The best part? It’s totally free.

As a kid, one of my favorite books was “A Bug From Aunt Tillie.” There’s precious little information about it on the web, so let me sum it up: An eight-year-old boy named Joey thinks his great aunt is boring and useless until she teaches him how to fix his broken toys.

Sounds great, right? Teaching kids the value of repair and reuse, discouraging wanton chuck-its.

Imagine my consternation, then, when our tube TV died one day and my parents hauled it out to the garage to await its final doom. I wasn’t allowed to have a television in my room at this point, but my parents were so sure the set was busted they told me that if I could fix it I could keep it. (In hindsight, allowing a 12 year old with zero electrical experience to start probing the innards of a tube TV is not a good idea.)

I got poked, I got shocked. I had no idea what was wrong. But I realized if I detached the back of the set and jammed it on crooked, tilting the TV slightly to the left, I could get the screen working. An imperfect fix, I’ll admit. But it worked, and I had a TV in my room for several months that I hooked up to a VCR for repeated viewings of “Dumb and Dumber.”

The sense of satisfaction that I got from fixing the TV was immense. Despite that, I never sought any training in technological resurrection and, as a result, remain fully unversed in the art of Fix-It today.

However, the select few who are initiated into the dark art of mending broken whatsits have started a movement to help the rest of us.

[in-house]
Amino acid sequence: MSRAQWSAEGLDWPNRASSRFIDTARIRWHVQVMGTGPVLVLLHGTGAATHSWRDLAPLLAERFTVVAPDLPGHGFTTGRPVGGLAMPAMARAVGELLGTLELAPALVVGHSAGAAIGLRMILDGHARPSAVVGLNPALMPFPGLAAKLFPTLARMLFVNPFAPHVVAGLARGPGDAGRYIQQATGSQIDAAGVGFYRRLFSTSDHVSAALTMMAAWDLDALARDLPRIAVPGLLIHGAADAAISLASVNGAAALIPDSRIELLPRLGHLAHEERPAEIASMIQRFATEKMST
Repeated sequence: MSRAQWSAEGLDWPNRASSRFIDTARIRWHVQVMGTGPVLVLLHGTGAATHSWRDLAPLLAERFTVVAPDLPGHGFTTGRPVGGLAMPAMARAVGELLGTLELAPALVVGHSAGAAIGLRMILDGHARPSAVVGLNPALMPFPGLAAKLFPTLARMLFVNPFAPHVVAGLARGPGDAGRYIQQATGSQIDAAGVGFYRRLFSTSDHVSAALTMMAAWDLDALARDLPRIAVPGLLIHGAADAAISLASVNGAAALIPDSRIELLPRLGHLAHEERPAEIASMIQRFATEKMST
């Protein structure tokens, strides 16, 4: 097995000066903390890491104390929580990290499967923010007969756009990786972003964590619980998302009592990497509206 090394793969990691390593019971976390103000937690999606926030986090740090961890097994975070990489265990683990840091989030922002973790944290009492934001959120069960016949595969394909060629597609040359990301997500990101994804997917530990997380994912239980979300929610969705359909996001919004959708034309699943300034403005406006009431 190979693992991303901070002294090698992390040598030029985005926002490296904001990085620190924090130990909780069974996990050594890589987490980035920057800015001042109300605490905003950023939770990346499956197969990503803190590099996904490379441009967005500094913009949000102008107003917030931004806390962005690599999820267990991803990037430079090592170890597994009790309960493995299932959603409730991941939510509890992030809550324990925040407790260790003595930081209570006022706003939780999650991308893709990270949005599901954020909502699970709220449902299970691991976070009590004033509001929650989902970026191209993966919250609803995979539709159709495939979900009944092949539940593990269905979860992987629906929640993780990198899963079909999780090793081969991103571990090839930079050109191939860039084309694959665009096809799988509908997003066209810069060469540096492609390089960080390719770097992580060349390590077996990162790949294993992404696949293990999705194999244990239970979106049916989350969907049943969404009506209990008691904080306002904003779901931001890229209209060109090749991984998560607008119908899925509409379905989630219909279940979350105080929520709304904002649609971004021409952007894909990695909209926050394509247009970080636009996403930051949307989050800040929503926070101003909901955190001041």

In 2009, a woman named Martine Postma opened the first ever Repair Cafe in Amsterdam. Its quick success let her start the Repair Cafe Foundation, which facilitates the organization and implementation of repair cafes both in the Netherlands and other countries. (Links to each country’s repair community found here.)

“Lots of people have forgotten that they can repair things themselves or they no longer know how,” the foundation’s website says. “Society doesn’t always show much appreciation for the people who still have this practical knowledge … Their experience is never used, or hardly ever.”

Cafe services are all free, and include the following:

  • They provide tools and materials to fix whatever needs fixing?—?just walk in, sit down, and get to work.
  • They offer the expertise of repair volunteers, people (often elderly) who have the practical knowledge to make repairs.
  • Coffee and/or tea (thus the “cafe” half of the moniker).
  • A “reading table” with books about repair and DIY for visitor education.

There are repair cafes in 11 states with more on the way.

On any given day, there are between 20-40 volunteers staffing a repair cafe near where I live in Boston. They advertise with press releases to local papers and institutions, and people flock from all over to get stuff fixed. The volunteers are often retirees?—?electrical engineers, computer architects and the like?—?and the service is entirely free. All that’s expected is that you try to engage with the people helping you out.

A Boston Globe article puts it this way:

Cafe rules dictate that if you bring something in, you must wait while it’s being fixed, and there’s a strong push to get people to learn how to make repairs themselves. You can stuff a dollar or two into a collection can on the refreshments table if you want. But it’s not expected. And the volunteers are as thrilled as their guests when a repair succeeds.

Now I just have to wait for something of mine to break.